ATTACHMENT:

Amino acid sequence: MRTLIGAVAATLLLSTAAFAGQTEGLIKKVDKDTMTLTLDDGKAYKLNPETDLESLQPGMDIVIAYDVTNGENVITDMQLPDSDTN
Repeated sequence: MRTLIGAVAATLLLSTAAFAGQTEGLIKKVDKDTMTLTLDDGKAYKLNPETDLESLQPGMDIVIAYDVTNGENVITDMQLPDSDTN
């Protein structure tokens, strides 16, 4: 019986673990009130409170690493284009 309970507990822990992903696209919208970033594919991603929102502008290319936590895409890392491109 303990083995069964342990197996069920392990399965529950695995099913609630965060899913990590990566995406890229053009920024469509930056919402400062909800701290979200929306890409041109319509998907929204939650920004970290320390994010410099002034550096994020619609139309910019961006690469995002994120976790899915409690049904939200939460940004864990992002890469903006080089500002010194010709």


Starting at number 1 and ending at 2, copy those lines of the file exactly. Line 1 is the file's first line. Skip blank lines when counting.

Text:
Amino acid sequence: MRTLIGAVAATLLLSTAAFAGQTEGLIKKVDKDTMTLTLDDGKAYKLNPETDLESLQPGMDIVIAYDVTNGENVITDMQLPDSDTN
Repeated sequence: MRTLIGAVAATLLLSTAAFAGQTEGLIKKVDKDTMTLTLDDGKAYKLNPETDLESLQPGMDIVIAYDVTNGENVITDMQLPDSDTN